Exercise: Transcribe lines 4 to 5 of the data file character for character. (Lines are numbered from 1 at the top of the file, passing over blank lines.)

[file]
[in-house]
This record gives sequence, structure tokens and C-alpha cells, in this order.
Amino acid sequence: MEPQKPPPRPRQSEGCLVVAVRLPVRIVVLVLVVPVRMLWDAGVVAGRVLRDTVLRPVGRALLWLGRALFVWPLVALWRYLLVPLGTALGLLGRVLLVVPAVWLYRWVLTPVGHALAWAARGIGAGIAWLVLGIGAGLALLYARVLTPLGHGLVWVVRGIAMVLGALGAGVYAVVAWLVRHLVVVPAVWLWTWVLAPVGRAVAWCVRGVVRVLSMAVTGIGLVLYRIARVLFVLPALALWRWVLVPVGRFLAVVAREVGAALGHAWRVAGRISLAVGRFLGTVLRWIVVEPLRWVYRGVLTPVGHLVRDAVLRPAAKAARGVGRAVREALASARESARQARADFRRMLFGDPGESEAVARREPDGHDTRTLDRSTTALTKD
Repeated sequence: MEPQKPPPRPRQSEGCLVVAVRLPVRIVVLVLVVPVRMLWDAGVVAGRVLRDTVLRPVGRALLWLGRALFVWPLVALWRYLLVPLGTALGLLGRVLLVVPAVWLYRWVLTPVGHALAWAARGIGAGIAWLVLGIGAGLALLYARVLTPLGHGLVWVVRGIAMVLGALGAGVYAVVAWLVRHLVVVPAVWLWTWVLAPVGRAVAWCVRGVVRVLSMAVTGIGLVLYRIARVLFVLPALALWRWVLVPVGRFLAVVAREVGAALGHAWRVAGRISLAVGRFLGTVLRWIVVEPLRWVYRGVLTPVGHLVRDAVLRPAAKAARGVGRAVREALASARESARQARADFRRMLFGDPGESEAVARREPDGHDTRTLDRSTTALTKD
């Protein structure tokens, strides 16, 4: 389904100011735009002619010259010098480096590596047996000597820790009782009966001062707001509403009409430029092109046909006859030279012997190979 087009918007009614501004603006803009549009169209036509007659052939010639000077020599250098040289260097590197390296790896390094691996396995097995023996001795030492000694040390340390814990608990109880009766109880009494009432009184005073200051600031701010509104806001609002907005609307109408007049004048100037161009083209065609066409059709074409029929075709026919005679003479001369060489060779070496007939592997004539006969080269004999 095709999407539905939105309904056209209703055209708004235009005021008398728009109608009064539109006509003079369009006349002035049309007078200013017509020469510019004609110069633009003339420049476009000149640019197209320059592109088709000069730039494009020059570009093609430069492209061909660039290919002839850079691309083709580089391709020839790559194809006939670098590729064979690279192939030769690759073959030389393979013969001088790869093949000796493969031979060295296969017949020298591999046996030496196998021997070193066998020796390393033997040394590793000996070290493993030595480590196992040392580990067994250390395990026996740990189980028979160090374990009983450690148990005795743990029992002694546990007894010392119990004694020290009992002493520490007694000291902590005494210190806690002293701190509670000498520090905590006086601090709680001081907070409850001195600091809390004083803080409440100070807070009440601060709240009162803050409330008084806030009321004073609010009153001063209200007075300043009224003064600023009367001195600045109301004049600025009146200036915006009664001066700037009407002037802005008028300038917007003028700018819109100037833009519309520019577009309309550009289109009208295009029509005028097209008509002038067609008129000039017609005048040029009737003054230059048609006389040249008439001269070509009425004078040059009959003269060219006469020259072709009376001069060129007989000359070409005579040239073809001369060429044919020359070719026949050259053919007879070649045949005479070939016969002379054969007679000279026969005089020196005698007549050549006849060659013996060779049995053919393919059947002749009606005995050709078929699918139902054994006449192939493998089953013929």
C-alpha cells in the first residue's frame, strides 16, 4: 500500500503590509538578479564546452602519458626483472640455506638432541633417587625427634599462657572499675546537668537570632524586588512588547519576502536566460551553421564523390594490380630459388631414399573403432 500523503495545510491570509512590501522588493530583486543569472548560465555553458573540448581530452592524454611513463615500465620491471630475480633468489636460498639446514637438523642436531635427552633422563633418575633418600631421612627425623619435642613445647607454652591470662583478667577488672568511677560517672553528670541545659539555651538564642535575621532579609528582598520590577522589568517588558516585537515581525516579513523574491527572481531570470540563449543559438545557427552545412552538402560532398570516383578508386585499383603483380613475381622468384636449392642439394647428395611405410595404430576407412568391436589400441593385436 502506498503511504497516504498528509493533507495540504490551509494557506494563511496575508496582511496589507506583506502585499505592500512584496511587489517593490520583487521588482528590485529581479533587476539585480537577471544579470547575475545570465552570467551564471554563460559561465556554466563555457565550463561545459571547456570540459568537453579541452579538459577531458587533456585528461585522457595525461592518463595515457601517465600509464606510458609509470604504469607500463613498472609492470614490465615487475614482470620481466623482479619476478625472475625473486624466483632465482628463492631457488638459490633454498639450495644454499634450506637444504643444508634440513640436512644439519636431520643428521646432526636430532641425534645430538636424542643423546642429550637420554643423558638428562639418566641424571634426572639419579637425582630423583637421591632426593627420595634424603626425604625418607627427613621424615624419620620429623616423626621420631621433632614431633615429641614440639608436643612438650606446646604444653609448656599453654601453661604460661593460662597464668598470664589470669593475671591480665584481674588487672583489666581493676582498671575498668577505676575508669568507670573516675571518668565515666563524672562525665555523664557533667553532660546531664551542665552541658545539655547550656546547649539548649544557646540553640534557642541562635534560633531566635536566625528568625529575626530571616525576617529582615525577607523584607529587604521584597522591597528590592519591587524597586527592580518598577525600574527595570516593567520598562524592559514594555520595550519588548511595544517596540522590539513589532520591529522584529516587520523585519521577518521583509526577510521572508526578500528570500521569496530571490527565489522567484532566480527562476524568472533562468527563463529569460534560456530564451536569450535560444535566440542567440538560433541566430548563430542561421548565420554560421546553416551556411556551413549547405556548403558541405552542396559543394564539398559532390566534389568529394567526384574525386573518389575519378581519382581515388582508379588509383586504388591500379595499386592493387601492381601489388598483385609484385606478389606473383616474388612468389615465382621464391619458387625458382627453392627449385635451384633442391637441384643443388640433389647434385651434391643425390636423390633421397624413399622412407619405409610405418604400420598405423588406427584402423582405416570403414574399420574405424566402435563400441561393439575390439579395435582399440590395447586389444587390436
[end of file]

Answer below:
Repeated sequence: MEPQKPPPRPRQSEGCLVVAVRLPVRIVVLVLVVPVRMLWDAGVVAGRVLRDTVLRPVGRALLWLGRALFVWPLVALWRYLLVPLGTALGLLGRVLLVVPAVWLYRWVLTPVGHALAWAARGIGAGIAWLVLGIGAGLALLYARVLTPLGHGLVWVVRGIAMVLGALGAGVYAVVAWLVRHLVVVPAVWLWTWVLAPVGRAVAWCVRGVVRVLSMAVTGIGLVLYRIARVLFVLPALALWRWVLVPVGRFLAVVAREVGAALGHAWRVAGRISLAVGRFLGTVLRWIVVEPLRWVYRGVLTPVGHLVRDAVLRPAAKAARGVGRAVREALASARESARQARADFRRMLFGDPGESEAVARREPDGHDTRTLDRSTTALTKD
């Protein structure tokens, strides 16, 4: 389904100011735009002619010259010098480096590596047996000597820790009782009966001062707001509403009409430029092109046909006859030279012997190979 087009918007009614501004603006803009549009169209036509007659052939010639000077020599250098040289260097590197390296790896390094691996396995097995023996001795030492000694040390340390814990608990109880009766109880009494009432009184005073200051600031701010509104806001609002907005609307109408007049004048100037161009083209065609066409059709074409029929075709026919005679003479001369060489060779070496007939592997004539006969080269004999 095709999407539905939105309904056209209703055209708004235009005021008398728009109608009064539109006509003079369009006349002035049309007078200013017509020469510019004609110069633009003339420049476009000149640019197209320059592109088709000069730039494009020059570009093609430069492209061909660039290919002839850079691309083709580089391709020839790559194809006939670098590729064979690279192939030769690759073959030389393979013969001088790869093949000796493969031979060295296969017949020298591999046996030496196998021997070193066998020796390393033997040394590793000996070290493993030595480590196992040392580990067994250390395990026996740990189980028979160090374990009983450690148990005795743990029992002694546990007894010392119990004694020290009992002493520490007694000291902590005494210190806690002293701190509670000498520090905590006086601090709680001081907070409850001195600091809390004083803080409440100070807070009440601060709240009162803050409330008084806030009321004073609010009153001063209200007075300043009224003064600023009367001195600045109301004049600025009146200036915006009664001066700037009407002037802005008028300038917007003028700018819109100037833009519309520019577009309309550009289109009208295009029509005028097209008509002038067609008129000039017609005048040029009737003054230059048609006389040249008439001269070509009425004078040059009959003269060219006469020259072709009376001069060129007989000359070409005579040239073809001369060429044919020359070719026949050259053919007879070649045949005479070939016969002379054969007679000279026969005089020196005698007549050549006849060659013996060779049995053919393919059947002749009606005995050709078929699918139902054994006449192939493998089953013929």